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Does Household Headship Affect Demand for Hybrid Maize Seed in Kenya? An Exploratory Analysis Based on 2010 Survey Data

  • Smale, Melinda

Women are central to food production and maize is a dominant food staple in Sub-Saharan Africa, but published gender analyses of hybrid seed use in Sub-Saharan Africa are uncommon. Building on previous work, this paper tests the effects of headship definitions on hybrid seed use and explores the variation between male- and female-headed households and among female-headed households in Kenya. Analysis is based on survey data collected by Tegemeo Institute of Egerton College during the 2009-10 cropping season.

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Paper provided by Michigan State University, Department of Agricultural, Food, and Resource Economics in its series Food Security International Development Working Papers with number 118475.

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Date of creation: 2011
Date of revision:
Handle: RePEc:ags:midiwp:118475
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  1. Ayal Kimhi, 2006. "Plot size and maize productivity in Zambia: is there an inverse relationship?," Agricultural Economics, International Association of Agricultural Economists, vol. 35(1), pages 1-9, 07.
  2. Jacob Ricker-Gilbert & Thomas S. Jayne & Ephraim Chirwa, 2010. "Subsidies and Crowding Out: A Double-Hurdle Model of Fertilizer Demand in Malawi," American Journal of Agricultural Economics, Agricultural and Applied Economics Association, vol. 93(1), pages 26-42.
  3. Kumar, Shubh K., 1994. "Adoption of hybrid maize in Zambia: effects on gender roles, food consumption, and nutrition," Research reports 100, International Food Policy Research Institute (IFPRI).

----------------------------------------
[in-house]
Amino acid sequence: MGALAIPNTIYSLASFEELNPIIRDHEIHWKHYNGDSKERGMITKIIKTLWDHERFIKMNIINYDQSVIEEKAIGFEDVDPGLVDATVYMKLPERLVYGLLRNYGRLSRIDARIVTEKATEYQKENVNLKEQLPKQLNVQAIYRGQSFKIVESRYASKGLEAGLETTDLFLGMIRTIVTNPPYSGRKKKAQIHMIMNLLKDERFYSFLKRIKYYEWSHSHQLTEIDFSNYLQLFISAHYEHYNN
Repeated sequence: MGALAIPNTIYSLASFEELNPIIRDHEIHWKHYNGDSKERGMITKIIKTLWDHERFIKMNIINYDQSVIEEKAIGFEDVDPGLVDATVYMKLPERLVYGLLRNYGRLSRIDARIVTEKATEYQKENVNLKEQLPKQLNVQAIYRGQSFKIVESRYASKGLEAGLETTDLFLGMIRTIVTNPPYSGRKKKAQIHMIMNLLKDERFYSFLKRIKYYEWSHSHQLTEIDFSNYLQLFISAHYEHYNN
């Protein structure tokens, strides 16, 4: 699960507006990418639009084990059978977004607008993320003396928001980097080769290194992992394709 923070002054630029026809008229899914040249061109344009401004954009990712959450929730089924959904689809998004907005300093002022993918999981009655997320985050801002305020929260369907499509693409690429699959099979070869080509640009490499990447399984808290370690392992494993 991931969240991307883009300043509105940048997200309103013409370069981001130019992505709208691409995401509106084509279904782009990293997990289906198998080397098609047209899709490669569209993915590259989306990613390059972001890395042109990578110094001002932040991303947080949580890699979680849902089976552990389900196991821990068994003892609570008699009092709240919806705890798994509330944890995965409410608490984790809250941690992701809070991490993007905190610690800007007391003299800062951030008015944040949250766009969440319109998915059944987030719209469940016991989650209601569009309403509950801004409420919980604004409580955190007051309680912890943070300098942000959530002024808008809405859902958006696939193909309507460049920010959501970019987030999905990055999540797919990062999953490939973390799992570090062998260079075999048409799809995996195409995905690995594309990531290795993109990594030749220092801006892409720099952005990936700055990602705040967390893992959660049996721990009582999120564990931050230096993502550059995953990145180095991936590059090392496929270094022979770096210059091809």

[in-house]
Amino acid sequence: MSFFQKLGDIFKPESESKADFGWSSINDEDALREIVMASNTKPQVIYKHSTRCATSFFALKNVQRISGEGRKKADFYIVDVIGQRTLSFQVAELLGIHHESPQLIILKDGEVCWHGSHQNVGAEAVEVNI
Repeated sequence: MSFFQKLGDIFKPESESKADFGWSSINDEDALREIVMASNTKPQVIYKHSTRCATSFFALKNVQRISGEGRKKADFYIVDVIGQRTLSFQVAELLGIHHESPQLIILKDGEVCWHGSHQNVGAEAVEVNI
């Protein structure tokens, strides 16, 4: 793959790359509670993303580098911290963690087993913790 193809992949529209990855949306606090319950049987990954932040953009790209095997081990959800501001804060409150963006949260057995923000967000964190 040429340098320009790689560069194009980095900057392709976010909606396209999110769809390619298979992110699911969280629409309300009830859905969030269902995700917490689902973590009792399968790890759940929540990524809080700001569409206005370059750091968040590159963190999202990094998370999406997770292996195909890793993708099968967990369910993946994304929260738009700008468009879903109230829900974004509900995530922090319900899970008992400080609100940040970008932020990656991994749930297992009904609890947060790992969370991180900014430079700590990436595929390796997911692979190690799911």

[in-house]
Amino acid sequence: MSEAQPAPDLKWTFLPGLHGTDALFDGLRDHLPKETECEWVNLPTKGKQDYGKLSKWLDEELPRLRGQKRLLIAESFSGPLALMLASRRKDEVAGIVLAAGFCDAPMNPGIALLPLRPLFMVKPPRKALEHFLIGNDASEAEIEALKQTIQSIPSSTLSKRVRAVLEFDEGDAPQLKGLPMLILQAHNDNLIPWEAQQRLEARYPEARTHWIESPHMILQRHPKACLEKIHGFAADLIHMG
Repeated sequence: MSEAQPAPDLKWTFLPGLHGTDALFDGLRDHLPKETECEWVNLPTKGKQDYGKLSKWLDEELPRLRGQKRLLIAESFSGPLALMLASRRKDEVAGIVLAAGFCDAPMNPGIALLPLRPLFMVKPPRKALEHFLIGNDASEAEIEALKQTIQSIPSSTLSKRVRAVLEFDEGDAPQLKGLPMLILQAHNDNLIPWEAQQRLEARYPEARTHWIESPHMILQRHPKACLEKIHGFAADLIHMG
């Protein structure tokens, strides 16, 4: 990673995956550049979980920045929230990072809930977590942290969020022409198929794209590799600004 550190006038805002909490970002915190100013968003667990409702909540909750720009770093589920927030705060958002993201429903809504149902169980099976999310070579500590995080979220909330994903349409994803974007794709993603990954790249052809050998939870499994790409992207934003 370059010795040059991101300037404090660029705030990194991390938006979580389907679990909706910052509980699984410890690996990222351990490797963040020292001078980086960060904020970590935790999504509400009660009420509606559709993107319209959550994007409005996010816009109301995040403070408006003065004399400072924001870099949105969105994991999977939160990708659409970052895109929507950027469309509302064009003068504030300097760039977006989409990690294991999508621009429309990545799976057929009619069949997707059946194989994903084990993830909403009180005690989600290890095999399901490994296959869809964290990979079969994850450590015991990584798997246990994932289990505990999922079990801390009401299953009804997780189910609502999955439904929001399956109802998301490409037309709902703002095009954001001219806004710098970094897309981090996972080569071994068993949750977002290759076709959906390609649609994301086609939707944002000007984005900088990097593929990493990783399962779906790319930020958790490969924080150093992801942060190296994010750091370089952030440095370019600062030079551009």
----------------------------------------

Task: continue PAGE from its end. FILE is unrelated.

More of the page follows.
4. Quisumbing, Agnes R., 1996. "Male-female differences in agricultural productivity: Methodological issues and empirical evidence," World Development, Elsevier, vol. 24(10), pages 1579-1595, October.
  5. Doss, Cheryl R. & Morris, Michael L., 2001. "How does gender affect the adoption of agricultural innovations? The case of improved maize technology in Ghana," Agricultural Economics of Agricultural Economists, International Association of Agricultural Economists, vol. 25(1), June.
  6. Smale, Melinda & Byerlee, Derek R. & Jayne, Thomas S., 2011. "Maize Revolutions in Sub-Saharan Africa," Miscellaneous Publications 113651, Michigan State University, Department of Agricultural, Food, and Resource Economics.
  7. Chamberlin, Jordan & Jayne, Thomas S., 2009. "Has Kenyan Farmers’ Access to Markets and Services Improved? Panel Survey Evidence, 1997-2007," Food Security Collaborative Working Papers 58545, Michigan State University, Department of Agricultural, Food, and Resource Economics.
  8. Smale, Melinda & Heisey, Paul W., 1994. "Gendered impacts of fertilizer subsidy removal programs in Malawi and Cameroon," Agricultural Economics, Blackwell, vol. 10(1), pages 95-99, January.
  9. Quisumbing, Agnes & Pandolfelli, Lauren, 2008. "Promising approaches to address the needs of poor female farmers:," Research briefs 13, International Food Policy Research Institute (IFPRI).
  10. Wekesa, E. & Mwangi, Wilfred & Verkuijl, Hugo & Danda, Milton Kengo & De Groote, Hugo, 2003. "Adoption of Maize Production Technologies in the Coastal Lowlands of Kenya," Miscellaneous Reports 56109, CIMMYT: International Maize and Wheat Improvement Center.
  11. Gladwin, Christina H., 1992. "Gendered impacts of fertilizer subsidy removal programs in Malawi and Cameroon," Agricultural Economics, Blackwell, vol. 7(2), pages 141-153, July.
  12. Doss, Cheryl R., 1999. "Twenty-Five Years Of Research On Women Farmers In Africa: Lessons And Implications For Agricultural Research Institutions; With An Annotated Bibliography," Economics Program Papers 23720, CIMMYT: International Maize and Wheat Improvement Center.
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